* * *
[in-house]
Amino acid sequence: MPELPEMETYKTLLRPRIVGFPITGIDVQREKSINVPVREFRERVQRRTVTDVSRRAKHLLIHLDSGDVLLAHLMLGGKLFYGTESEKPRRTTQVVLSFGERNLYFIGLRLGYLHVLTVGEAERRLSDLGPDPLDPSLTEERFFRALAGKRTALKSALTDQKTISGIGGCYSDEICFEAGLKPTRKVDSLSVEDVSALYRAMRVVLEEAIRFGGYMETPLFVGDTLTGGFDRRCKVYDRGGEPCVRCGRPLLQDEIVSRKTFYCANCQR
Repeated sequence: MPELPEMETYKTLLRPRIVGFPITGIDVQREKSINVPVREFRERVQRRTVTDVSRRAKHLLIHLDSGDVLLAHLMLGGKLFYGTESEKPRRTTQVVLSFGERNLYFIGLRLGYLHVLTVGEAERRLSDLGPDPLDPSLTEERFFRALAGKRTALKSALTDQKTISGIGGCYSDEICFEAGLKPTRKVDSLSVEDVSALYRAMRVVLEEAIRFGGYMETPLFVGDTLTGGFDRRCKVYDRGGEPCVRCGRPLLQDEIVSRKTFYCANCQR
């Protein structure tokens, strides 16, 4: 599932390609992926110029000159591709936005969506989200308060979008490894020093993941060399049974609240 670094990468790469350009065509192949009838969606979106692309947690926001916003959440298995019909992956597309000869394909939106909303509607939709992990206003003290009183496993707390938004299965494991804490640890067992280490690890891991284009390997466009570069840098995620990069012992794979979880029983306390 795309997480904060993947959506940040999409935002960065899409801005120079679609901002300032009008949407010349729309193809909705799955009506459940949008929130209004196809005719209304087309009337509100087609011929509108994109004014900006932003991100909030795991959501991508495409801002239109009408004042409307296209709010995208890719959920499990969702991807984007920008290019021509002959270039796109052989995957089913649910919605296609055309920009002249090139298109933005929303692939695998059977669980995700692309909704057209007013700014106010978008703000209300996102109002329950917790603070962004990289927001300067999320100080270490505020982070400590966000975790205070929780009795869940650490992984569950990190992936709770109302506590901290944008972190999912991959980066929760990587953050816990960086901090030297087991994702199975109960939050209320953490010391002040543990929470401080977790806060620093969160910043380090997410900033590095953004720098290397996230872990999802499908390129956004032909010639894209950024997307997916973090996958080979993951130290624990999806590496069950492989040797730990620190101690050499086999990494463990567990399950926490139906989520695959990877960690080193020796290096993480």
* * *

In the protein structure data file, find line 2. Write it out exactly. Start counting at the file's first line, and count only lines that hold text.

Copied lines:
Amino acid sequence: MPELPEMETYKTLLRPRIVGFPITGIDVQREKSINVPVREFRERVQRRTVTDVSRRAKHLLIHLDSGDVLLAHLMLGGKLFYGTESEKPRRTTQVVLSFGERNLYFIGLRLGYLHVLTVGEAERRLSDLGPDPLDPSLTEERFFRALAGKRTALKSALTDQKTISGIGGCYSDEICFEAGLKPTRKVDSLSVEDVSALYRAMRVVLEEAIRFGGYMETPLFVGDTLTGGFDRRCKVYDRGGEPCVRCGRPLLQDEIVSRKTFYCANCQR